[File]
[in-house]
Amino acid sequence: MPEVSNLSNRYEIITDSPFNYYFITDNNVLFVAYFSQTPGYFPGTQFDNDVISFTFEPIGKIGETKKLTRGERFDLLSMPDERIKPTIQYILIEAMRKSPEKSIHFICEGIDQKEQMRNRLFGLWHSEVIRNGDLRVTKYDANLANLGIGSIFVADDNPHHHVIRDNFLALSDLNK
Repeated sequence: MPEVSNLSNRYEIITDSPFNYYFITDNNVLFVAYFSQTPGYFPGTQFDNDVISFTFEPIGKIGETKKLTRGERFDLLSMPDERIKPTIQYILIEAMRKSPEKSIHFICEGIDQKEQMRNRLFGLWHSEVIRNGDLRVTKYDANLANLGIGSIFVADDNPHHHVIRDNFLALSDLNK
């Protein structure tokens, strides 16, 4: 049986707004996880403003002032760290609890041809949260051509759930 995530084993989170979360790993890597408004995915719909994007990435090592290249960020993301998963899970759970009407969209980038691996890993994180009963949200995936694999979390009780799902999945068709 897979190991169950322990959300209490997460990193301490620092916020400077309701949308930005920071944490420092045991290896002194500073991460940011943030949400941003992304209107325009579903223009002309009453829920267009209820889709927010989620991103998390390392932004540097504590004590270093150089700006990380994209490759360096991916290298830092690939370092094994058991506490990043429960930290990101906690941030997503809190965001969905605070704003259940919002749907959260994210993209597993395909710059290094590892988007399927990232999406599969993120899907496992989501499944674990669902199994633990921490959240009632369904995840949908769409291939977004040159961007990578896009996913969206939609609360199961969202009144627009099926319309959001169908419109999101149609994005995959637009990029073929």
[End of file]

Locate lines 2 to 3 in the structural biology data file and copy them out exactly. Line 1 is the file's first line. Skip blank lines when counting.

Amino acid sequence: MPEVSNLSNRYEIITDSPFNYYFITDNNVLFVAYFSQTPGYFPGTQFDNDVISFTFEPIGKIGETKKLTRGERFDLLSMPDERIKPTIQYILIEAMRKSPEKSIHFICEGIDQKEQMRNRLFGLWHSEVIRNGDLRVTKYDANLANLGIGSIFVADDNPHHHVIRDNFLALSDLNK
Repeated sequence: MPEVSNLSNRYEIITDSPFNYYFITDNNVLFVAYFSQTPGYFPGTQFDNDVISFTFEPIGKIGETKKLTRGERFDLLSMPDERIKPTIQYILIEAMRKSPEKSIHFICEGIDQKEQMRNRLFGLWHSEVIRNGDLRVTKYDANLANLGIGSIFVADDNPHHHVIRDNFLALSDLNK